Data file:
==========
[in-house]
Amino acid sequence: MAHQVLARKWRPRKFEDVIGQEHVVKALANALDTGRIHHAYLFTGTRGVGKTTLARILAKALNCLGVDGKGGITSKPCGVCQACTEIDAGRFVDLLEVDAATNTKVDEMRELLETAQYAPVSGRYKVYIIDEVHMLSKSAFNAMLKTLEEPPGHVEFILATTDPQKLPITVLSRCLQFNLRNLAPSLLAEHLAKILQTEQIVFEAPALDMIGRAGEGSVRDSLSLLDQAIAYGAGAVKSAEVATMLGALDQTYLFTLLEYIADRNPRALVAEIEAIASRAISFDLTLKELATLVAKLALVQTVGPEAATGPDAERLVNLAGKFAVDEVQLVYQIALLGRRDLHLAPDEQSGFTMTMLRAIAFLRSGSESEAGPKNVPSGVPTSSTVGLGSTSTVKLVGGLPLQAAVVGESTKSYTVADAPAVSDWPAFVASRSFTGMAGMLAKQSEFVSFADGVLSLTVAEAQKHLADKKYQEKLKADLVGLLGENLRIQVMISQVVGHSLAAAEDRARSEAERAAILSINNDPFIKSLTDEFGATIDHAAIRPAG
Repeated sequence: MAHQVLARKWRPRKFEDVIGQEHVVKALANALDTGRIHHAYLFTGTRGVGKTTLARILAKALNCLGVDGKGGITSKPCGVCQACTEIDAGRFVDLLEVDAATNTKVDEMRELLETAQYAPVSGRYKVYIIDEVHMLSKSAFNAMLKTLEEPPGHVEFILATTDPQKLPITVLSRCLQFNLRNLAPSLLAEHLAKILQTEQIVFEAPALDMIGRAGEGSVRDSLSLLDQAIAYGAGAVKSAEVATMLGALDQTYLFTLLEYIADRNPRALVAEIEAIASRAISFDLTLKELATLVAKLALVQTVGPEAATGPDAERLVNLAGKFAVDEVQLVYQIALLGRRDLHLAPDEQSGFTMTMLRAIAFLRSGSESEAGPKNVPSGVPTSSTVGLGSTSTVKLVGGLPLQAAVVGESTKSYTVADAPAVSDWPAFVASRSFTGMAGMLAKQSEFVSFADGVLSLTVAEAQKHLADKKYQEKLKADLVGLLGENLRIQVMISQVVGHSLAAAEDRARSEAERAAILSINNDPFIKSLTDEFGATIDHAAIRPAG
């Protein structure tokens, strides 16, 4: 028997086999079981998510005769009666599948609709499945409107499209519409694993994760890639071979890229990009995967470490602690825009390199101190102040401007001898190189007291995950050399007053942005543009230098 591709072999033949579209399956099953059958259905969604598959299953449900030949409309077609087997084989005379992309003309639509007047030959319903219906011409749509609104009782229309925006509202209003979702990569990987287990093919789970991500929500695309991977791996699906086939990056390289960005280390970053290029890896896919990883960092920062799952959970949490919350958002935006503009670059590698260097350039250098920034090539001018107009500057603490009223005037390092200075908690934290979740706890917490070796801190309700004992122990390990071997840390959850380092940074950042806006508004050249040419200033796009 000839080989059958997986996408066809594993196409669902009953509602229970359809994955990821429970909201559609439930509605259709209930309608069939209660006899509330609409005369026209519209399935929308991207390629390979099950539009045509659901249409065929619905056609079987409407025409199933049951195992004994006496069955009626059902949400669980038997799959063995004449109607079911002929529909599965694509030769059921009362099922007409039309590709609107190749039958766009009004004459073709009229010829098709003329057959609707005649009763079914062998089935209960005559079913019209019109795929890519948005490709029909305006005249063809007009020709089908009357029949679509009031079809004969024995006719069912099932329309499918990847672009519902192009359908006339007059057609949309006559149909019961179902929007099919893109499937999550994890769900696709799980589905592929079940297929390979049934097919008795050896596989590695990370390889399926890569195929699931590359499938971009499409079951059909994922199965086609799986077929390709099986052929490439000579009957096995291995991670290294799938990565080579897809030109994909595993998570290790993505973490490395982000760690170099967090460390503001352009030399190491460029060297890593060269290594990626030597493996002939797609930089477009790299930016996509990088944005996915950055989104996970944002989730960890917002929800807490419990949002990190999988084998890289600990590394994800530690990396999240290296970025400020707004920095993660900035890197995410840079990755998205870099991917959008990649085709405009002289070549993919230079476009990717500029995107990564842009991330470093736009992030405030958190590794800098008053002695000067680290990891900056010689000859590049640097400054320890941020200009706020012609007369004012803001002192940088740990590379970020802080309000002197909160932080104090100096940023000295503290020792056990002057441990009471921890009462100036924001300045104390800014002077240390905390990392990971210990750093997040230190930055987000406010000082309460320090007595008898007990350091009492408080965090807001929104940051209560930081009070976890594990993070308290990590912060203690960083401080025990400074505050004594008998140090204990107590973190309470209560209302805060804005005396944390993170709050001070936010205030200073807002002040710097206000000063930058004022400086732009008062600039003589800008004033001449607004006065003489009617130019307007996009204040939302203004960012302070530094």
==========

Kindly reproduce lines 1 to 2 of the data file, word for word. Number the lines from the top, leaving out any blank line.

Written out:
[in-house]
Amino acid sequence: MAHQVLARKWRPRKFEDVIGQEHVVKALANALDTGRIHHAYLFTGTRGVGKTTLARILAKALNCLGVDGKGGITSKPCGVCQACTEIDAGRFVDLLEVDAATNTKVDEMRELLETAQYAPVSGRYKVYIIDEVHMLSKSAFNAMLKTLEEPPGHVEFILATTDPQKLPITVLSRCLQFNLRNLAPSLLAEHLAKILQTEQIVFEAPALDMIGRAGEGSVRDSLSLLDQAIAYGAGAVKSAEVATMLGALDQTYLFTLLEYIADRNPRALVAEIEAIASRAISFDLTLKELATLVAKLALVQTVGPEAATGPDAERLVNLAGKFAVDEVQLVYQIALLGRRDLHLAPDEQSGFTMTMLRAIAFLRSGSESEAGPKNVPSGVPTSSTVGLGSTSTVKLVGGLPLQAAVVGESTKSYTVADAPAVSDWPAFVASRSFTGMAGMLAKQSEFVSFADGVLSLTVAEAQKHLADKKYQEKLKADLVGLLGENLRIQVMISQVVGHSLAAAEDRARSEAERAAILSINNDPFIKSLTDEFGATIDHAAIRPAG